Dr. Jedan Phillips, center, discusses the lack of patient advocacy in the case of Henrietta Lacks during one of the student workshops.
STONY BROOK, N.Y., April 12, 2013 – More than 230 Suffolk County high school students from eight school districts learned about bioethics, disparities in healthcare, patient advocacy and related topics from Stony Brook University faculty, educators from the Three Village Central School District and other healthcare professionals at the first annual “Living Book Project: A Day of Conversation, Exploration and Reflection Inspired by Rebecca Skloot’s The Immortal Life of Henrietta Lacks.” Stony Brook University in partnership with the Three Village Central School District hosted the educational event on April 5 at the Charles B. Wang Center.
Prior to the event, each student received a copy of The Immortal Life of Henrietta Lacks, a New York Times best-seller about a woman with cancer whose cells were extracted from her tumor and used for research without her permission in 1951. Her cells – now known worldwide as HeLa cells – became vital to a medical revolution for vaccines, gene mapping and other developments. The theme of the book served as a springboard to workshops on important issues in science, society, and ethics.
More than 230 Suffolk County high school students from eight school districts participated in the Living Book Project.
Many of the students selected for the program come from high needs school districts as part of Stony Brook’s ongoing effort to educate students to healthcare and science topics, and careers. The participating school districts were Amityville, Brentwood, Central Islip, Longwood, Riverhead, Three Village, William Floyd, and Wyandanch. A Stony Brook University Presidential Diversity Mini-Grant: “SEED-Students Empowered by Embracing Diversity” was the primary source of funding for the event.
“This educational program brought together an ethnically and economically diverse group of students to foster conversation, positive interaction and teamwork to answer difficult questions and consider different perspectives to concepts in medicine and society,” said Dr. Aldustus Jordan, one of the event organizers and Associate Dean for Student Affairs at Stony Brook University School of Medicine. “For many it was the first time they grappled with such issues, and our faculty found the students to be intellectually curious, insightful and eager to learn.”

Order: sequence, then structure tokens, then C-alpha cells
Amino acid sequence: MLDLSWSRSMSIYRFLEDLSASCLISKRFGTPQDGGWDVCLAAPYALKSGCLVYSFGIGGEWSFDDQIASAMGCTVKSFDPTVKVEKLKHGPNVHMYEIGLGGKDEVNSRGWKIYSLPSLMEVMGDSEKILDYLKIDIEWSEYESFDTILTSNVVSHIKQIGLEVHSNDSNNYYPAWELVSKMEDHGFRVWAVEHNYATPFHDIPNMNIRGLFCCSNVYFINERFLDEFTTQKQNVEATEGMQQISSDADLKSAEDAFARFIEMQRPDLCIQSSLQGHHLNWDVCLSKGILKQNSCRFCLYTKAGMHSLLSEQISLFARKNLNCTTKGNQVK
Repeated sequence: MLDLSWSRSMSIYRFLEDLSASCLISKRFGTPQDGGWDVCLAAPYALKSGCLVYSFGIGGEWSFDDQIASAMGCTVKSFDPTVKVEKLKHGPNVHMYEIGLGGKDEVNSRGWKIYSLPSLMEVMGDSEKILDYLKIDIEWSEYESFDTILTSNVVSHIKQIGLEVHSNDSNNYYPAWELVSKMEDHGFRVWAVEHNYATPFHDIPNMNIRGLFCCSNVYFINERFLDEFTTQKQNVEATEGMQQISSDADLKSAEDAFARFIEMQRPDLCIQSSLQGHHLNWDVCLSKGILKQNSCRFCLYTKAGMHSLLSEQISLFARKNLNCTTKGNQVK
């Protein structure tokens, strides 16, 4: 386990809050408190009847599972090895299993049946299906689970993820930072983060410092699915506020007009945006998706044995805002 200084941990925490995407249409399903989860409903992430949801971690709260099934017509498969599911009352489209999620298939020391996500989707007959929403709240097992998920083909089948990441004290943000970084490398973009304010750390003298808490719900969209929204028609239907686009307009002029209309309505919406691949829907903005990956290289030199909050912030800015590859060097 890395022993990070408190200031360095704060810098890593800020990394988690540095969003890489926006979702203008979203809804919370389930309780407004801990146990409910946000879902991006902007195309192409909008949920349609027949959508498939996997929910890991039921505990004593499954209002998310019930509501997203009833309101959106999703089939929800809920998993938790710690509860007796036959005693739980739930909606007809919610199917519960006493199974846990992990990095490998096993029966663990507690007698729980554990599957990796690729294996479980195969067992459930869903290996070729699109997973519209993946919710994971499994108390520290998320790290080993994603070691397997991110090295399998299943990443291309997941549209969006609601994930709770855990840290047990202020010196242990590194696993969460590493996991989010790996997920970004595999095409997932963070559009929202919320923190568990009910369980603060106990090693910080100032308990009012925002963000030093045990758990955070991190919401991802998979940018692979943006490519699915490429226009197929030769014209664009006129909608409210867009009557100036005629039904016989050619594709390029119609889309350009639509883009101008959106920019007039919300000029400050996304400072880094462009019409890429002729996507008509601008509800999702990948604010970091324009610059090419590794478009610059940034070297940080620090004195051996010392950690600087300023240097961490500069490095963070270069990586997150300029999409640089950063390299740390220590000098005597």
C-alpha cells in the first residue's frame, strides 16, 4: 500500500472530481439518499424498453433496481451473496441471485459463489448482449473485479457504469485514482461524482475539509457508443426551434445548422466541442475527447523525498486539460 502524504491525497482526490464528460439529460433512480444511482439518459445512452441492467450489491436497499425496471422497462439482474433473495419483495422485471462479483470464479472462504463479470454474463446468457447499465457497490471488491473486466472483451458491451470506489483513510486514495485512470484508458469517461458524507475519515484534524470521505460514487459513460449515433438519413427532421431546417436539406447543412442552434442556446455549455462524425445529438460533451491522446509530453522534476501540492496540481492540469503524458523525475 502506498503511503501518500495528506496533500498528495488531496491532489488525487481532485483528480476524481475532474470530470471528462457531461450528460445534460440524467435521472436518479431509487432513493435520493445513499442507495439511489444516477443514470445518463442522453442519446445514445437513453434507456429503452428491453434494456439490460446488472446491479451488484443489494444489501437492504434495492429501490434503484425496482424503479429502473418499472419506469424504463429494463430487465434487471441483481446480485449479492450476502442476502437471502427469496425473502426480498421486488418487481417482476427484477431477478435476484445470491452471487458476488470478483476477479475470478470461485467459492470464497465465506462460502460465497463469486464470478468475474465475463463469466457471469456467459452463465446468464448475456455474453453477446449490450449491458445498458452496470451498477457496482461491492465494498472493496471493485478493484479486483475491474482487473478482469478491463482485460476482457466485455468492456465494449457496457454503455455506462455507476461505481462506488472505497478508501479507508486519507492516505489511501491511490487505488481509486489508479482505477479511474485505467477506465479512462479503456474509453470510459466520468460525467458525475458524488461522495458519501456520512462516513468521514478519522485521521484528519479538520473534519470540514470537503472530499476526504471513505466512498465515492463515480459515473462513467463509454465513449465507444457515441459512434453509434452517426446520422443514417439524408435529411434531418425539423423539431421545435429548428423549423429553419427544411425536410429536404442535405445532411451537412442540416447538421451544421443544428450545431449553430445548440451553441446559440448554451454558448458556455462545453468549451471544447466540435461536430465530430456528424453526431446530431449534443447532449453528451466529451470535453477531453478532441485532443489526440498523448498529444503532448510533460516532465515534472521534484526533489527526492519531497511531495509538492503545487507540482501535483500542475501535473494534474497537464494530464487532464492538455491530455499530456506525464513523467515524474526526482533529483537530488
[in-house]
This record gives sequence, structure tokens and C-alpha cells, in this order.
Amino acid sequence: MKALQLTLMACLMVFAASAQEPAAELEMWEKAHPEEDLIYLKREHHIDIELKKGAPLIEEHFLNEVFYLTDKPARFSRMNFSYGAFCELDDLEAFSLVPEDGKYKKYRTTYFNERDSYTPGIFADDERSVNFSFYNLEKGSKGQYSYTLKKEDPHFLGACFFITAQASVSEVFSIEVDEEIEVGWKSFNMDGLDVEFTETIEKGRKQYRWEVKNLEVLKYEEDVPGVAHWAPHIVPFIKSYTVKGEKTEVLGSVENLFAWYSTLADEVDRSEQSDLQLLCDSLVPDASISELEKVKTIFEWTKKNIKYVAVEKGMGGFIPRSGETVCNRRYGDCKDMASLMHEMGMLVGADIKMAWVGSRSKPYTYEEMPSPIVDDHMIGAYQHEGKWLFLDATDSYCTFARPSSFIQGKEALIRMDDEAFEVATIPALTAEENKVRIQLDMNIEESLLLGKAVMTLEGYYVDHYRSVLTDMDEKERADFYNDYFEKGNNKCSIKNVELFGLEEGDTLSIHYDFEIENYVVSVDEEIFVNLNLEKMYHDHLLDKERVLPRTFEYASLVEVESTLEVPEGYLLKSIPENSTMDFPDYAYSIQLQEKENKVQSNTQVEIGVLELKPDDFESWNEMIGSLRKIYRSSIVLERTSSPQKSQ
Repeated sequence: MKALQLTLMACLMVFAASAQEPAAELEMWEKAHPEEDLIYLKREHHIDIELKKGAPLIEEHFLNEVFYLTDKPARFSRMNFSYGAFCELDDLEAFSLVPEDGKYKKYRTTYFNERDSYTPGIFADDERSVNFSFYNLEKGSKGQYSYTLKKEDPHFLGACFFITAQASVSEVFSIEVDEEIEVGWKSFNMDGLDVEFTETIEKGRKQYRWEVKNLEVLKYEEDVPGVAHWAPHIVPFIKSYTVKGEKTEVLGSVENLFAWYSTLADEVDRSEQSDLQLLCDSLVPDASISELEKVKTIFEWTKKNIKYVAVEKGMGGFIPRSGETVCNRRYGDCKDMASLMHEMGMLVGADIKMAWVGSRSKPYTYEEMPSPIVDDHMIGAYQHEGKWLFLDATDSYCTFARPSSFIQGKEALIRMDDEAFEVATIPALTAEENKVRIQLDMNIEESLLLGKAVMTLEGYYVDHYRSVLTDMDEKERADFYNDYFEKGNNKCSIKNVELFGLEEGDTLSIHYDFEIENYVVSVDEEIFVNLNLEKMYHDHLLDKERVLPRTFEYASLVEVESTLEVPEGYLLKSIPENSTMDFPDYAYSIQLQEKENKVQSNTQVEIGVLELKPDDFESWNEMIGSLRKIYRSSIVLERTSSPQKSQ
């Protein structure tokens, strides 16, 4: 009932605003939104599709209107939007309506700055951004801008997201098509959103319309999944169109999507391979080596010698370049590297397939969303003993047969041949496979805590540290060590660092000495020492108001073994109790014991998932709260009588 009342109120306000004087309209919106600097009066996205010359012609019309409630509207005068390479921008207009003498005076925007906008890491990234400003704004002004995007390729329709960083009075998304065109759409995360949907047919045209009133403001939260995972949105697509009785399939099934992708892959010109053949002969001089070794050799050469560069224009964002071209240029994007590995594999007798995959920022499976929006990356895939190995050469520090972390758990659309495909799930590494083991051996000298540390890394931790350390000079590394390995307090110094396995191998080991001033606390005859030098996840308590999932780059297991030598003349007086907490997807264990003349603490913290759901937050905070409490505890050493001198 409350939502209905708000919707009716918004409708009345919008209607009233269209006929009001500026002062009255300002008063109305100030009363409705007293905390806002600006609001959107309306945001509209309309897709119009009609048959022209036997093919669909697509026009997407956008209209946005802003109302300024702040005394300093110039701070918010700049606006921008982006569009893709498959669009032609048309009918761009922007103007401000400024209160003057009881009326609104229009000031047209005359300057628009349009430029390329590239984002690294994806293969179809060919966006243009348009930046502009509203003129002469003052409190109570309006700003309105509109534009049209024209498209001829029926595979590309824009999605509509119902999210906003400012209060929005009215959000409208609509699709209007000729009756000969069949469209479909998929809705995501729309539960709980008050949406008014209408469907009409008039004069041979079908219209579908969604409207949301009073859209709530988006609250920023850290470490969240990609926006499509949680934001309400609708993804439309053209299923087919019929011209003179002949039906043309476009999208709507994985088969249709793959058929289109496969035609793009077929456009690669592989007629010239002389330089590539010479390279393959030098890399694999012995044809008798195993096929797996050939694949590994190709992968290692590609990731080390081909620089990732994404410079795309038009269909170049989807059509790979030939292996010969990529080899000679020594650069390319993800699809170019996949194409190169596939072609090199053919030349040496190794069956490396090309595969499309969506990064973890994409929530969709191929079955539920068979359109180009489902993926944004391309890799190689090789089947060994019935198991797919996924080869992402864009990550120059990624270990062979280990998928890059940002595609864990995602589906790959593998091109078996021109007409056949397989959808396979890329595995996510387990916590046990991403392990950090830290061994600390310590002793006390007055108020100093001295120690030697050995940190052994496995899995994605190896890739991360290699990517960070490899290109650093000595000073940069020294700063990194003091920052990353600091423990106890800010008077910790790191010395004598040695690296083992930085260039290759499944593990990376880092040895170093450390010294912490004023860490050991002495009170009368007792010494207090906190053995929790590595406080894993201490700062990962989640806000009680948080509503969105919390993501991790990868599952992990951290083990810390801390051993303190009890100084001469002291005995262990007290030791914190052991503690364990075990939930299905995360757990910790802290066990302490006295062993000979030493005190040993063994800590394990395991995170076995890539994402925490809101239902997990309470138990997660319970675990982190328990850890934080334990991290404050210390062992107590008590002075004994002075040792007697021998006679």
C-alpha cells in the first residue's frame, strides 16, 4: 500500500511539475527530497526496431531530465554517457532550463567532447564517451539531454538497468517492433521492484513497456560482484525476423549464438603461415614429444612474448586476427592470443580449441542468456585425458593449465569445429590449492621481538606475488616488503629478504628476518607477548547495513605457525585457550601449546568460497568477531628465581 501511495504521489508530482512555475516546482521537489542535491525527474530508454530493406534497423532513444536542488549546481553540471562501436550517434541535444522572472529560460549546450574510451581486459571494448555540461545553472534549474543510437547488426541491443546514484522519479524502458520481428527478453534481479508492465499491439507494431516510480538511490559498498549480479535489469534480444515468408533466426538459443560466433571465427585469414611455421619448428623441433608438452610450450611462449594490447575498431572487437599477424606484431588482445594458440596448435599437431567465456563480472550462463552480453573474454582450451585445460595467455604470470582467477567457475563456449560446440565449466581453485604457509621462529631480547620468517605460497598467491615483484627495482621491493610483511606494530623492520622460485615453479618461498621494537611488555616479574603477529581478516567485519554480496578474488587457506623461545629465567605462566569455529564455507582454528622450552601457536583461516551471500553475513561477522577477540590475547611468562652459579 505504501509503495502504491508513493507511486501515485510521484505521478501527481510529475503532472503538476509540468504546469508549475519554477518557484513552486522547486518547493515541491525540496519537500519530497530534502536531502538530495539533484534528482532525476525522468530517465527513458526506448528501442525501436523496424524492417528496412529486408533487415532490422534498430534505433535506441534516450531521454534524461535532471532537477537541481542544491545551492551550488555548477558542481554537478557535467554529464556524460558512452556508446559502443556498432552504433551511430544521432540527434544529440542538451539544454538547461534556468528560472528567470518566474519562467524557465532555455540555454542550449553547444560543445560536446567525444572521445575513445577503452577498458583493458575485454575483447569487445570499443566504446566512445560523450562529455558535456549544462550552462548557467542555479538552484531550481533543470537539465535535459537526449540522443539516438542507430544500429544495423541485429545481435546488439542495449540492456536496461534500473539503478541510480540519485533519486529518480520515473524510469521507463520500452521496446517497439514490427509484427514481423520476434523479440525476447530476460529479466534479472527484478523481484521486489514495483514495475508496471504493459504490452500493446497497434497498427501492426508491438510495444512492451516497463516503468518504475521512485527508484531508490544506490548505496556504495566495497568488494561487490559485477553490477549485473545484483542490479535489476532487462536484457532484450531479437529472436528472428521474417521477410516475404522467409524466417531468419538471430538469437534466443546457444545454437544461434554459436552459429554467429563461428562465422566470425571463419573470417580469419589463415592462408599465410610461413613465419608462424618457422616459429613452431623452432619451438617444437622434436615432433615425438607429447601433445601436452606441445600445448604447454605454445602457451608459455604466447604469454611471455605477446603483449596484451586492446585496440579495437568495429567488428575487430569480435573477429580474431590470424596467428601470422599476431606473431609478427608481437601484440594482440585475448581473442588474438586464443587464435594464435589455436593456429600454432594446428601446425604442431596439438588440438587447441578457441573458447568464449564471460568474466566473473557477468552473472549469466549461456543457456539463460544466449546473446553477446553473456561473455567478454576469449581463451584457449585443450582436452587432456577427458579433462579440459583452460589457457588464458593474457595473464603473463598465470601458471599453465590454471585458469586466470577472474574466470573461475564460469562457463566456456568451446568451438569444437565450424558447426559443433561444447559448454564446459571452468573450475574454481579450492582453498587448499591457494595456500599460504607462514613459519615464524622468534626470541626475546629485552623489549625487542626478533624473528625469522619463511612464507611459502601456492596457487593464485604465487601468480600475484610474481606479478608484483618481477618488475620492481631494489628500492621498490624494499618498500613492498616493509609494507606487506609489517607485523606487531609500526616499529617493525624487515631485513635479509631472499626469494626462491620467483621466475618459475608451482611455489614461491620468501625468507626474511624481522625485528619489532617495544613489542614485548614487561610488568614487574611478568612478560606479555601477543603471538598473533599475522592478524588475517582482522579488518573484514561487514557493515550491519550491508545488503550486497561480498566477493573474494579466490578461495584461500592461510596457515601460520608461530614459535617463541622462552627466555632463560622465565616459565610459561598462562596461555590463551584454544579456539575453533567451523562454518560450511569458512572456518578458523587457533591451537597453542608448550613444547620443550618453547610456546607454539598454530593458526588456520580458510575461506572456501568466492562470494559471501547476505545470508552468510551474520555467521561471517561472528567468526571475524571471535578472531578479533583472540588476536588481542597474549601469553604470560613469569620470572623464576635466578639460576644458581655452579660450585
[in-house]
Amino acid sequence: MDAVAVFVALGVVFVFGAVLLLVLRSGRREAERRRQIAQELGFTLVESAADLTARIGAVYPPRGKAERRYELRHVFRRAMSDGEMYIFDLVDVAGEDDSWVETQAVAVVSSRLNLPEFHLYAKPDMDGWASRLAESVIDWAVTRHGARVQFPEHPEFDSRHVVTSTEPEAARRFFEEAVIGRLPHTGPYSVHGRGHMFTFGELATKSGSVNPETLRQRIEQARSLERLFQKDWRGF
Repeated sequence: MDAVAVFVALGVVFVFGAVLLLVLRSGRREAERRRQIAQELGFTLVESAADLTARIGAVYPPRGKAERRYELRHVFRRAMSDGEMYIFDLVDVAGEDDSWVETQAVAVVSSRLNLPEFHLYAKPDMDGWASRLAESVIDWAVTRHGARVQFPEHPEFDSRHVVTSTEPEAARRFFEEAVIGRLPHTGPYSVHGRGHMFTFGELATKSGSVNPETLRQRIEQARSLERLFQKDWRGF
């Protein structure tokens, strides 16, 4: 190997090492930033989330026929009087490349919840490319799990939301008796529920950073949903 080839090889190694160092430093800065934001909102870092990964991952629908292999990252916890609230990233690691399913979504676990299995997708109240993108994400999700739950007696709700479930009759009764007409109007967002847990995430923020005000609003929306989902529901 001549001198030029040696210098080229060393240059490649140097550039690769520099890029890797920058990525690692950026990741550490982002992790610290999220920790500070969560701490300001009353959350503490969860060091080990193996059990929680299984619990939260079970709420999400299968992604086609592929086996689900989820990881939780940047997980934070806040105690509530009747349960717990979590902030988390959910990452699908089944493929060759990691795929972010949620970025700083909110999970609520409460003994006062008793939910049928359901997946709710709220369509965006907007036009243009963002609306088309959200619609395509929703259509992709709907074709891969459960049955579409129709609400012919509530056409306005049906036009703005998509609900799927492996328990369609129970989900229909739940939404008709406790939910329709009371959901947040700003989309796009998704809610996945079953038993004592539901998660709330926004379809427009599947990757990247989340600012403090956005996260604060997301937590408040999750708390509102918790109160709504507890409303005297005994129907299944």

Jump-starting the day was an adaptation of the book with a performance by local actors and Stony Brook students. The Living Book play brought to life the characters of Rebecca Skloot (the author), Henrietta Lacks, her family and the doctor who used her cells for research.
“This performance is designed to be visual, dynamic and provocative,” said Lauren Kaushansky, Lecturer, Professional Education Program in Stony Brook’s Department of History, and the playwright and director of the adaptation. “We asked the students to take the scientific, social and ethical issues brought forth in Ms. Lacks’ story and apply them to the workshops and ask themselves, ‘What is different today?’ ”
During the Living Book play, the life of Henrietta Lacks and ethical issues surrounding her story came to life. From left, some of the characters: Stony Brook student Sarah Georges playing Henrietta Lacks; Stony Brook student Ashley Cepin as Deborah Lacks, Henrietta’s daughter; and actress Sue Ann Dennehy playing Rebecca Skloot, author of the book.
For example, during the workshop titled “Does This make Sense to You? Advocating for Your Healthcare,” Jedan Phillips, MD, Clinical Assistant Professor in the Department of Family Medicine, led a discussion about the lack of patient advocacy in the case of Henrietta Lacks.
“Students were very receptive to understanding why patient advocacy and asking healthcare providers questions are so important,” said Dr. Phillips. “They even cited examples in their own lives such as how an elderly grandparent with dementia benefited from having younger family members attend doctor visits.”
During “How Have HeLa Cells Changed Our Lives?” led by Jennie Williams, PhD, Associate Professor in the Department of Preventive Medicine’s Division of Cancer Prevention, the students learned about the vast contributions of HeLa cells to science, including new applications such as in vitro cancer studies.
“The students also acquired an appreciation of the moral dilemma associated with the initial use of Ms. Lacks’ cells and the opportunities it afforded in the pursuit of scientific endeavors,” said Dr. Williams.
Students also expressed their thoughts about the book in an artistic manner. Ward Melville High School art students created sketches and paintings depicting advances in medicine and bioethical issues related to the plight of Henrietta Lacks. The art pieces were displayed in the Wang Center.
“The event was a great way for different perspectives to come together,” said Ward Melville senior Frankie Gattuso. “From what was shared from both professionals and students, it is alarming to note that the medical miscommunication that transpired in Henrietta’s life can still occur in today’s world.”
At the close of the program, the students were challenged to develop a sequel to the Living Book play and participated in a performance in which they provided answers to the question, ‘What is different today?’ In voices depicting them as the next generation of scientists, doctors, and patients, they provided declarations on stage as to what they would do to continue improving healthcare, bioethical practices, and patient advocacy.